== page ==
The innermost zones of NGC 4418, however, are deeply obscured in our optical observations. The ionized gas chemical abundances derived from optical data do not necessarily reflect conditions in the innermost nuclear region, unless gas is circulating between the nucleus and its surroundings. The presence of dusty plumes associated with a galactic outflow suggests that the ISM is unlikely to be quiescent and unmixed (see Ohyama et al. 2019); however, the degree to which mixing can occur is uncertain. Thus, it merits consideration whether the nucleus of NGC 4418 could be metal-poor due to recently accreted material from VV 655.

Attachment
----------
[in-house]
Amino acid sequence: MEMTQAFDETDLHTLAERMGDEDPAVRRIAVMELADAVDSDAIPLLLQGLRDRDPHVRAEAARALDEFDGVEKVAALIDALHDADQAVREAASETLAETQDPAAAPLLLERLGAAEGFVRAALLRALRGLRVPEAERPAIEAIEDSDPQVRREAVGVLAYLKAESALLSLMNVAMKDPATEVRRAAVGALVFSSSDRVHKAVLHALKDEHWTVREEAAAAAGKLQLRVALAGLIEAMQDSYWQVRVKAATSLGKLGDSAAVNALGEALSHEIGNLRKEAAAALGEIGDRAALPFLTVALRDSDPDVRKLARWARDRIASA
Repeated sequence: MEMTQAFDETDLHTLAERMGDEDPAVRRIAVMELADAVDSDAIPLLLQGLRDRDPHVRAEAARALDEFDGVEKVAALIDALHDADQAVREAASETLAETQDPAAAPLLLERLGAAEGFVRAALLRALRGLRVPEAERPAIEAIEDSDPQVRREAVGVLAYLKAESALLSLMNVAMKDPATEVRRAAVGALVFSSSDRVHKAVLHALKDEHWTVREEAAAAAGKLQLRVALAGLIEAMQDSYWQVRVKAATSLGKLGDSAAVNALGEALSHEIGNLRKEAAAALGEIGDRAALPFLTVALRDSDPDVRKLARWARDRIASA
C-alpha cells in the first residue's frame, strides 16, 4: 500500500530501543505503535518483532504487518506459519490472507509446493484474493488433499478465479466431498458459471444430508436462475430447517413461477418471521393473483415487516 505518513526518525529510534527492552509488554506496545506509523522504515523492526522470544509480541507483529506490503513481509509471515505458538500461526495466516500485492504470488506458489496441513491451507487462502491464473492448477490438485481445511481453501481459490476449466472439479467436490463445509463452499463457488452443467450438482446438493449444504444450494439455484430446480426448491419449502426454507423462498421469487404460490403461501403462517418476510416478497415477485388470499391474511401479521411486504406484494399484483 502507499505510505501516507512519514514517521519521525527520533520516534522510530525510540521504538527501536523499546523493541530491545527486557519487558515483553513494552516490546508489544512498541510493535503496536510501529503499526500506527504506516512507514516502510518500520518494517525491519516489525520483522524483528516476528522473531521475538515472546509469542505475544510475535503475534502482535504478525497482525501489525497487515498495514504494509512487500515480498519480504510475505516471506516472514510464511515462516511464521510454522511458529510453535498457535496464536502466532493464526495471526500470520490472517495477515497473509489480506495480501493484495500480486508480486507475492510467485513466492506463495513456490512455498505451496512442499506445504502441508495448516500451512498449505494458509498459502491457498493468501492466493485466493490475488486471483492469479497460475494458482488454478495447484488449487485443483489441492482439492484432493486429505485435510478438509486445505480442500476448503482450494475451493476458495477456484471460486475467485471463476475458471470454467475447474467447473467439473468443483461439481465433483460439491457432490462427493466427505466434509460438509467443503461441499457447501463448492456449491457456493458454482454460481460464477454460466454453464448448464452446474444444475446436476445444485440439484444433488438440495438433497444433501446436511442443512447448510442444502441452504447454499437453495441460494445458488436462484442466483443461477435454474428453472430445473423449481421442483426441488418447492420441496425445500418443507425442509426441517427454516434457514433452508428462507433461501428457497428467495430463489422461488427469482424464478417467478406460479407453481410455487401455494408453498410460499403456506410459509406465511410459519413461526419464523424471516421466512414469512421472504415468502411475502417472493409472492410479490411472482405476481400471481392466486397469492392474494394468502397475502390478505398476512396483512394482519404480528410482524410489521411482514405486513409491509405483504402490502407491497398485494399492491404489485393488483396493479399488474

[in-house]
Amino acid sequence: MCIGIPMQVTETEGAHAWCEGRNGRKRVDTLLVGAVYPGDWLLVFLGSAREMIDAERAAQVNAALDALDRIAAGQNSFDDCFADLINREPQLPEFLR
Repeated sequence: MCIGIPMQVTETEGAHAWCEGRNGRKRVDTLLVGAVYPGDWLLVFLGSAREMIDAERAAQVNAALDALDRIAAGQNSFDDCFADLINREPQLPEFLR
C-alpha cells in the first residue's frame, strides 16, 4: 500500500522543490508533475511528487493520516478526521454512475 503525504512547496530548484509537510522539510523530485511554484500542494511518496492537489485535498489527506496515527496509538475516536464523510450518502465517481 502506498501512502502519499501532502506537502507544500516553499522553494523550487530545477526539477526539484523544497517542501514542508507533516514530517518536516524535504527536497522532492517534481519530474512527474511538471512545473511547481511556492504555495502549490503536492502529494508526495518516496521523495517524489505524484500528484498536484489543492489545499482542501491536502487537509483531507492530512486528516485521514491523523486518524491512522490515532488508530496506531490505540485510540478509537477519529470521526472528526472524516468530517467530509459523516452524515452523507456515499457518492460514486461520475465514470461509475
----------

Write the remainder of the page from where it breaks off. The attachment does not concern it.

The rich molecular-line emission from the core of NGC 4418 is well observed and allows us to test for dense, metal-poor gas. Investigations of relative molecular abundances by Lahuis et al. (2007) and Costagliola et al. (2015) emphasize the diversity of the molecular content, including the prominence of nitrogen-bearing molecules such as HCN. Sakamoto et al. (2013) and Costagliola et al. (2015) also point to the similarity between emission in the nuclear region of NGC 4418 and that from the massive merger Arp 220. These data indicate that the dense nuclear region of NGC 4418 is not deficient in 14N. This is a strong constraint since VV 655 is observed to have a low abundance of this secondary element.